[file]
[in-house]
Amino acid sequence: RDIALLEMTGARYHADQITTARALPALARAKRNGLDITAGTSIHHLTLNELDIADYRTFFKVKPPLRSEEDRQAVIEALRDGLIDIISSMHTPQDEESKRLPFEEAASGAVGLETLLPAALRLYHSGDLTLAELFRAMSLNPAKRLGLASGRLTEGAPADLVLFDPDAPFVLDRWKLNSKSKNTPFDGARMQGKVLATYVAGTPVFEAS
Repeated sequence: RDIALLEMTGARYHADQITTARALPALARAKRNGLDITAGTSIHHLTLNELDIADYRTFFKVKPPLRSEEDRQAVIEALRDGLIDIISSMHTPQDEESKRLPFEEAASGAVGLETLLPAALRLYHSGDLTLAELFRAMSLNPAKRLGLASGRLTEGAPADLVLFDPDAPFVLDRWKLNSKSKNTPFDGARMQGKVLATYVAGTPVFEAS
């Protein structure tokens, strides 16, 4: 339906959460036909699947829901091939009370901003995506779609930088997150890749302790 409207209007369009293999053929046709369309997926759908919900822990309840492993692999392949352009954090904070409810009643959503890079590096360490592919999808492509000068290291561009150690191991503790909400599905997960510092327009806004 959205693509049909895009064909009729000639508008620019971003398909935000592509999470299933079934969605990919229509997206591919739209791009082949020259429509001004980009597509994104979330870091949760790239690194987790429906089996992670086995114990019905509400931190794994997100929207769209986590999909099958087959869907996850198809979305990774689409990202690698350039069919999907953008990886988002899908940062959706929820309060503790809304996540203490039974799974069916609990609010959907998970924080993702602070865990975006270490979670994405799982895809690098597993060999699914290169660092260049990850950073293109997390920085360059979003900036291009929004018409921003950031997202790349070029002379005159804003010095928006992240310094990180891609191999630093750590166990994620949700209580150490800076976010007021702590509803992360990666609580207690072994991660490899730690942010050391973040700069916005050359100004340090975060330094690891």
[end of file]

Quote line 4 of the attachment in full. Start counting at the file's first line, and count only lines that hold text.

């Protein structure tokens, strides 16, 4: 339906959460036909699947829901091939009370901003995506779609930088997150890749302790 409207209007369009293999053929046709369309997926759908919900822990309840492993692999392949352009954090904070409810009643959503890079590096360490592919999808492509000068290291561009150690191991503790909400599905997960510092327009806004 959205693509049909895009064909009729000639508008620019971003398909935000592509999470299933079934969605990919229509997206591919739209791009082949020259429509001004980009597509994104979330870091949760790239690194987790429906089996992670086995114990019905509400931190794994997100929207769209986590999909099958087959869907996850198809979305990774689409990202690698350039069919999907953008990886988002899908940062959706929820309060503790809304996540203490039974799974069916609990609010959907998970924080993702602070865990975006270490979670994405799982895809690098597993060999699914290169660092260049990850950073293109997390920085360059979003900036291009929004018409921003950031997202790349070029002379005159804003010095928006992240310094990180891609191999630093750590166990994620949700209580150490800076976010007021702590509803992360990666609580207690072994991660490899730690942010050391973040700069916005050359100004340090975060330094690891």